Microsoft’s Command Redirection Operators page provides the factual information on how to do redirection, but actual implementation gets a bit confusing for anything beyond command > filename.txt. Here’s a rundown on how to do some useful things. I’m not going to cover every aspect of redirection, but I’ll point you to the cases I find myself in most often.
The basics. You want to generate either a log file or a file that you will be executing after you’re done generating it. You’ll likely be using a combination of echo commands as well as some output from a handful of commands. Welcome to the > and >> operators. The first will send the output to a file and erase its existing contents; the second will append the output to the file.
# This will send the dir command’s output to a fresh file:
dir > myfile.txt
# Here I will create a fresh file with an echo command,
# and append the dir output to that:
echo Here is a directory > myfile.txt
dir >> myfile.txt
Redirection for logging. This is a great way to make log files, which can even have the date and time with a simple improvement over that last example:
echo %date%, %time%: Listing a directory. > myfile.txt
dir >> myfile.txt
Using this technique, you can log not just what your batch scripts are trying to do, but what the results are. For instance, let’s say we’re generating a batch script that automatically creates accounts and drops them in a group. If I’m doing this in AD, I might have code like this:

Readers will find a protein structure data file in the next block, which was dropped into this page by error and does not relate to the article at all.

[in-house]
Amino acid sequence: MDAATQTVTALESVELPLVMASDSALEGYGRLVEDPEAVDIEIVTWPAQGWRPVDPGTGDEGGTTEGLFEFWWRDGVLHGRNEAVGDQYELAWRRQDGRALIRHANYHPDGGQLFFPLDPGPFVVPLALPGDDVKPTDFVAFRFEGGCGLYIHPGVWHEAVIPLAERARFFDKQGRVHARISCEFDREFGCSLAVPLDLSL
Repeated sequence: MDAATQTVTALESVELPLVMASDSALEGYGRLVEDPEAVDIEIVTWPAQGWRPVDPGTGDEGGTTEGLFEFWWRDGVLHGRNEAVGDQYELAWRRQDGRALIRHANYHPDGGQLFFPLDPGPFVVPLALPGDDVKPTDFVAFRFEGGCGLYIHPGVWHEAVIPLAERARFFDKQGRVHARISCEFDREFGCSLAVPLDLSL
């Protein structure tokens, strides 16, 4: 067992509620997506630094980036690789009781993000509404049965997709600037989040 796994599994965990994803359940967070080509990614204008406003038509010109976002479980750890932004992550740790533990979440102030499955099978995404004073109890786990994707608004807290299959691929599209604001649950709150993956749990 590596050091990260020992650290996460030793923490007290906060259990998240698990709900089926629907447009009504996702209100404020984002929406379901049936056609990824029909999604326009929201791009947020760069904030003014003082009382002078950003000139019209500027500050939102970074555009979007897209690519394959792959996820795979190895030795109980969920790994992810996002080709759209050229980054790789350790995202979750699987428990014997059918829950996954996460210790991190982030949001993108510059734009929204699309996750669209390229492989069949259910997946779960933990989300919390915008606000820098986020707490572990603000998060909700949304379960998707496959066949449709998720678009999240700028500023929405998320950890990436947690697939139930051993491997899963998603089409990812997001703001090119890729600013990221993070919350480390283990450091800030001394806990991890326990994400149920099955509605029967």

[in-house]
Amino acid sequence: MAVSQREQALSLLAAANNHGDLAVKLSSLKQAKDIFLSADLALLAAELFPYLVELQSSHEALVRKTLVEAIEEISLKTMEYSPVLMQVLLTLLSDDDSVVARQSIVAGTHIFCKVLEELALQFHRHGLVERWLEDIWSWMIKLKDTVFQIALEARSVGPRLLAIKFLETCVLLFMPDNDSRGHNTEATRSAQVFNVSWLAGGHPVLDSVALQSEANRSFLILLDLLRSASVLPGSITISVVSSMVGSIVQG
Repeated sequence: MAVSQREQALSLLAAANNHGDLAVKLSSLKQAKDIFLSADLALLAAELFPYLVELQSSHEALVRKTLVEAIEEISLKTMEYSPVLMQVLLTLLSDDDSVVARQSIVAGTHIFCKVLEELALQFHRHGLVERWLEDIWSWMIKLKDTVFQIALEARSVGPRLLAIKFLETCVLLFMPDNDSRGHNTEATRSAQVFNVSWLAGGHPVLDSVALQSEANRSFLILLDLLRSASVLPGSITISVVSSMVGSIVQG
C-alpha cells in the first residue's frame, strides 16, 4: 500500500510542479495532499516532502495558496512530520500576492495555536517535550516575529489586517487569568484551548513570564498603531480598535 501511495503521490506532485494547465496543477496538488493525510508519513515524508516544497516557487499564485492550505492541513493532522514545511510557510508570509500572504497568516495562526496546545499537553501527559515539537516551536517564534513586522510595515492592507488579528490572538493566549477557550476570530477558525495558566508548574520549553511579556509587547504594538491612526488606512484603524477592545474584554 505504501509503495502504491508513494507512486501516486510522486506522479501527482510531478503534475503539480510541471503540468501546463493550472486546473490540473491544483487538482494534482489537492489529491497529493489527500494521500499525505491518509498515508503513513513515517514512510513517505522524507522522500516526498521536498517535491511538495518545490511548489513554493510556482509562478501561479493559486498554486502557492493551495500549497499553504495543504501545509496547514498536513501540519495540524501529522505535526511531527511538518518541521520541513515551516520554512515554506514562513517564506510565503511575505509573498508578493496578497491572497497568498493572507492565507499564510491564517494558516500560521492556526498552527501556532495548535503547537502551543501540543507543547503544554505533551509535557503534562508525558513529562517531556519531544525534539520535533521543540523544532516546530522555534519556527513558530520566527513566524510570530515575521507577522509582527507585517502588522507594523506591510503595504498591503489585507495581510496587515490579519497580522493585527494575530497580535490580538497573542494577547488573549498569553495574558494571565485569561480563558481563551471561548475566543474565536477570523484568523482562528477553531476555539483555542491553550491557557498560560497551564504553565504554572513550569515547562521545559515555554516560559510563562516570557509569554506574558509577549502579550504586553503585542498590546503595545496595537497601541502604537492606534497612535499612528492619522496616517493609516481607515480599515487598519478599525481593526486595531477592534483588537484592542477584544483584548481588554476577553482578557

# Add user “joe” to the “MyGroup” group.
net group MyGroup joe /add
To log the result of this, I might try:
net group MyGroup joe /add >> AddAccts.log
Better error logging. When this command succeeds, it outputs, “This command completed successfully.” It will output this to the log file, and you know the net group command succeeded. However, if there were errors, it will output, “The command completed with one or more errors.” However, the standard output doesn’t include the actual error messages, even though you can see them outputting to the screen. This is because there is a separate error stream, and by default, the redirection operator only streams the standard output.
This is where the >& operator comes in. This will pass the output from one “stream”, or “handle” into another. This means you can take a command’s error stream, and pass it into its output stream, so that both standard output and error output will be together.
Everything thus far was in Microsoft’s documentation page I referred to earlier. But now how do you use the >& operator? I stumbled across Eric Jarvi’s blog post, “Redirecting stderr to stdout on the command line“, which has an example in the comments.
A quick preface: The standard output stream has a handle of 1, and the error stream has a handle of 2. That being said, take the above example, and modify it like this so that both stdout and stderr will stream to your file:
net group MyGroup joe /add 1>>AddAccts.log 2>&1
This code is effectively saying: “Perform the net group command, then output the stdout to AddAccts.log, but also redirect the stderr stream into the stdout stream at the same time.”
As a result, you have stdout and stderr both in your file. Your log will now give you much more meaningful feedback on any errors your batch scripts might be encountering.
What about combining stdout and stderr when piping? It may not be readily apparent, but you can also accomplish this with the 2>&1 redirection. It’s just important where you place it; the redirection must occur before the pipe. So something like this would do the trick:
mycmd 2>&1 | othercmd
This would properly send both stdout and stderr from “mycmd” into the stdin stream for “othercmd”.
I find the above operators the most commonly used in my development. I hope you found this information useful.
What about sending just stderr? This is simple. Take a look at Redirecting Errors to a File in Windows Batch Scripts for a quick post on doing that.